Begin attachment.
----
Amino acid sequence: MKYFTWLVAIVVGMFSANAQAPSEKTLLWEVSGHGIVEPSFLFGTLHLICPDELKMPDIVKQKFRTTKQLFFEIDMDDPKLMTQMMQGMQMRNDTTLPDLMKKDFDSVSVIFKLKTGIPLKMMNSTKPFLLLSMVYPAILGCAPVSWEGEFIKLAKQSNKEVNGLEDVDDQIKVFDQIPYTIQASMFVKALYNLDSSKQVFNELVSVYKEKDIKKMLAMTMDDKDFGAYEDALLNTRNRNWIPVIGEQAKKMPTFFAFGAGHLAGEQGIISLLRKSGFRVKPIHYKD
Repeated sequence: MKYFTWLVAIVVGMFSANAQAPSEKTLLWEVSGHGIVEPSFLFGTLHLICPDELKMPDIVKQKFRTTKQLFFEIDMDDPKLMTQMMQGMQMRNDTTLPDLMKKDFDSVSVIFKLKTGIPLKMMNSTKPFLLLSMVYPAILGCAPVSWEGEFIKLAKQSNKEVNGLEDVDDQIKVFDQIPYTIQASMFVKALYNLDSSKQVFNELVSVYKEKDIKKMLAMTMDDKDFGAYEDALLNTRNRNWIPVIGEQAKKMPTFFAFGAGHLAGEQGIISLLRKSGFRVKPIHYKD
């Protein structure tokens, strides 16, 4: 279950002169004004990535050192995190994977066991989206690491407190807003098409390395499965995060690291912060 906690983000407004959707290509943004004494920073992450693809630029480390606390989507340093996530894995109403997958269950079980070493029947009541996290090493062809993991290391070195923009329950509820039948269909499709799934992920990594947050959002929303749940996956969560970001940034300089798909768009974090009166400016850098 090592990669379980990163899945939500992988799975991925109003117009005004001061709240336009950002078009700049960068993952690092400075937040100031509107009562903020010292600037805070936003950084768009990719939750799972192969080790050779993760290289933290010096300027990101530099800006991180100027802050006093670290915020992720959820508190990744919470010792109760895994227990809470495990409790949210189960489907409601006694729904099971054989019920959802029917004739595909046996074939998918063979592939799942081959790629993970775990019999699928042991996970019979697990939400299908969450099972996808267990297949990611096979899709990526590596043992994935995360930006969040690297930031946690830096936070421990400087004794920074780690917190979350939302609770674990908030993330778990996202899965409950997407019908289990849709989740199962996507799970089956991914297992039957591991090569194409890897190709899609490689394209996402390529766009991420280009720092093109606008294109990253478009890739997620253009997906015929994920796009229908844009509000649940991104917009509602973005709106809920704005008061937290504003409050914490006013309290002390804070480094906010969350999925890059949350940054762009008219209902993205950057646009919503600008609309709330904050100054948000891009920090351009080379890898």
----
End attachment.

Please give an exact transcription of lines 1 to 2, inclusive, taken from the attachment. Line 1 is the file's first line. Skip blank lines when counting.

Amino acid sequence: MKYFTWLVAIVVGMFSANAQAPSEKTLLWEVSGHGIVEPSFLFGTLHLICPDELKMPDIVKQKFRTTKQLFFEIDMDDPKLMTQMMQGMQMRNDTTLPDLMKKDFDSVSVIFKLKTGIPLKMMNSTKPFLLLSMVYPAILGCAPVSWEGEFIKLAKQSNKEVNGLEDVDDQIKVFDQIPYTIQASMFVKALYNLDSSKQVFNELVSVYKEKDIKKMLAMTMDDKDFGAYEDALLNTRNRNWIPVIGEQAKKMPTFFAFGAGHLAGEQGIISLLRKSGFRVKPIHYKD
Repeated sequence: MKYFTWLVAIVVGMFSANAQAPSEKTLLWEVSGHGIVEPSFLFGTLHLICPDELKMPDIVKQKFRTTKQLFFEIDMDDPKLMTQMMQGMQMRNDTTLPDLMKKDFDSVSVIFKLKTGIPLKMMNSTKPFLLLSMVYPAILGCAPVSWEGEFIKLAKQSNKEVNGLEDVDDQIKVFDQIPYTIQASMFVKALYNLDSSKQVFNELVSVYKEKDIKKMLAMTMDDKDFGAYEDALLNTRNRNWIPVIGEQAKKMPTFFAFGAGHLAGEQGIISLLRKSGFRVKPIHYKD